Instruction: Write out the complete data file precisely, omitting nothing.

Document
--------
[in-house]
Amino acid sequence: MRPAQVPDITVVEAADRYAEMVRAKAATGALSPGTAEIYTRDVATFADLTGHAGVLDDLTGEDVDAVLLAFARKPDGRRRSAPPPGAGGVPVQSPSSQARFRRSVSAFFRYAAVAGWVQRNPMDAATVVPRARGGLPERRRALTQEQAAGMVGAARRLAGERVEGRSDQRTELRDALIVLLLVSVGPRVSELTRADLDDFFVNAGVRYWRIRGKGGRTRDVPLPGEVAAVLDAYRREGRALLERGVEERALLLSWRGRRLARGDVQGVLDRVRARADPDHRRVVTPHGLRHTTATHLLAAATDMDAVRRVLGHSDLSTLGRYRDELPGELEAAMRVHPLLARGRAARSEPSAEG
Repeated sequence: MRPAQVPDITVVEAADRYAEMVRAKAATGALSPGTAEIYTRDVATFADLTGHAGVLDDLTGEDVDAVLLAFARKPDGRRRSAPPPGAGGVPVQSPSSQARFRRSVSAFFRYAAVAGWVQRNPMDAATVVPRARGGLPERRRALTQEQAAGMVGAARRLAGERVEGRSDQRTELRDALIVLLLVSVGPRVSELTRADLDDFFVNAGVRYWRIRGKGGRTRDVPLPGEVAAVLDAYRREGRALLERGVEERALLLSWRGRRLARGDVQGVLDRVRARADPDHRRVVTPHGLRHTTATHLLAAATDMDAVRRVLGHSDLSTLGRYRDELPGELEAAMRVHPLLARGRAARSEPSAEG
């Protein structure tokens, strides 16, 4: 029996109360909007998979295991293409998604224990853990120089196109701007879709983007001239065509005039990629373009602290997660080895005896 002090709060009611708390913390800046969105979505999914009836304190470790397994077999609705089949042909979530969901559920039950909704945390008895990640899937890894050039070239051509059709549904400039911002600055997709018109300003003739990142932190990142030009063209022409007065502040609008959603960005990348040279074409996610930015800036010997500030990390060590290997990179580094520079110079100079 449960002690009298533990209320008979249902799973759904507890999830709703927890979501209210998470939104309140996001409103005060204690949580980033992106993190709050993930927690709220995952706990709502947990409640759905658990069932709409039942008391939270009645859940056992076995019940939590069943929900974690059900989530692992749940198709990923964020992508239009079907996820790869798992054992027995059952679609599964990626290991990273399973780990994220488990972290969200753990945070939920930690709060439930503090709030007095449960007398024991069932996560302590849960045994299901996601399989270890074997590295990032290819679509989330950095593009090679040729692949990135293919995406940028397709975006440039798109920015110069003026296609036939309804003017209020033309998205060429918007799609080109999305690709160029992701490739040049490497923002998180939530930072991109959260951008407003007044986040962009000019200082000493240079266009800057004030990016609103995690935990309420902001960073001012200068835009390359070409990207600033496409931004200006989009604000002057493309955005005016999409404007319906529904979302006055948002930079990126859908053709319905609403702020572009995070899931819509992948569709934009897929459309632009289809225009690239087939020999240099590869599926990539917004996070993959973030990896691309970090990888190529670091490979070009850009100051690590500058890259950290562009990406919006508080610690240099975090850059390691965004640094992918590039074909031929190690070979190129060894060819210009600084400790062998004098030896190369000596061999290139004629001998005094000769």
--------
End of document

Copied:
[in-house]
Amino acid sequence: MRPAQVPDITVVEAADRYAEMVRAKAATGALSPGTAEIYTRDVATFADLTGHAGVLDDLTGEDVDAVLLAFARKPDGRRRSAPPPGAGGVPVQSPSSQARFRRSVSAFFRYAAVAGWVQRNPMDAATVVPRARGGLPERRRALTQEQAAGMVGAARRLAGERVEGRSDQRTELRDALIVLLLVSVGPRVSELTRADLDDFFVNAGVRYWRIRGKGGRTRDVPLPGEVAAVLDAYRREGRALLERGVEERALLLSWRGRRLARGDVQGVLDRVRARADPDHRRVVTPHGLRHTTATHLLAAATDMDAVRRVLGHSDLSTLGRYRDELPGELEAAMRVHPLLARGRAARSEPSAEG
Repeated sequence: MRPAQVPDITVVEAADRYAEMVRAKAATGALSPGTAEIYTRDVATFADLTGHAGVLDDLTGEDVDAVLLAFARKPDGRRRSAPPPGAGGVPVQSPSSQARFRRSVSAFFRYAAVAGWVQRNPMDAATVVPRARGGLPERRRALTQEQAAGMVGAARRLAGERVEGRSDQRTELRDALIVLLLVSVGPRVSELTRADLDDFFVNAGVRYWRIRGKGGRTRDVPLPGEVAAVLDAYRREGRALLERGVEERALLLSWRGRRLARGDVQGVLDRVRARADPDHRRVVTPHGLRHTTATHLLAAATDMDAVRRVLGHSDLSTLGRYRDELPGELEAAMRVHPLLARGRAARSEPSAEG
């Protein structure tokens, strides 16, 4: 029996109360909007998979295991293409998604224990853990120089196109701007879709983007001239065509005039990629373009602290997660080895005896 002090709060009611708390913390800046969105979505999914009836304190470790397994077999609705089949042909979530969901559920039950909704945390008895990640899937890894050039070239051509059709549904400039911002600055997709018109300003003739990142932190990142030009063209022409007065502040609008959603960005990348040279074409996610930015800036010997500030990390060590290997990179580094520079110079100079 449960002690009298533990209320008979249902799973759904507890999830709703927890979501209210998470939104309140996001409103005060204690949580980033992106993190709050993930927690709220995952706990709502947990409640759905658990069932709409039942008391939270009645859940056992076995019940939590069943929900974690059900989530692992749940198709990923964020992508239009079907996820790869798992054992027995059952679609599964990626290991990273399973780990994220488990972290969200753990945070939920930690709060439930503090709030007095449960007398024991069932996560302590849960045994299901996601399989270890074997590295990032290819679509989330950095593009090679040729692949990135293919995406940028397709975006440039798109920015110069003026296609036939309804003017209020033309998205060429918007799609080109999305690709160029992701490739040049490497923002998180939530930072991109959260951008407003007044986040962009000019200082000493240079266009800057004030990016609103995690935990309420902001960073001012200068835009390359070409990207600033496409931004200006989009604000002057493309955005005016999409404007319906529904979302006055948002930079990126859908053709319905609403702020572009995070899931819509992948569709934009897929459309632009289809225009690239087939020999240099590869599926990539917004996070993959973030990896691309970090990888190529670091490979070009850009100051690590500058890259950290562009990406919006508080610690240099975090850059390691965004640094992918590039074909031929190690070979190129060894060819210009600084400790062998004098030896190369000596061999290139004629001998005094000769």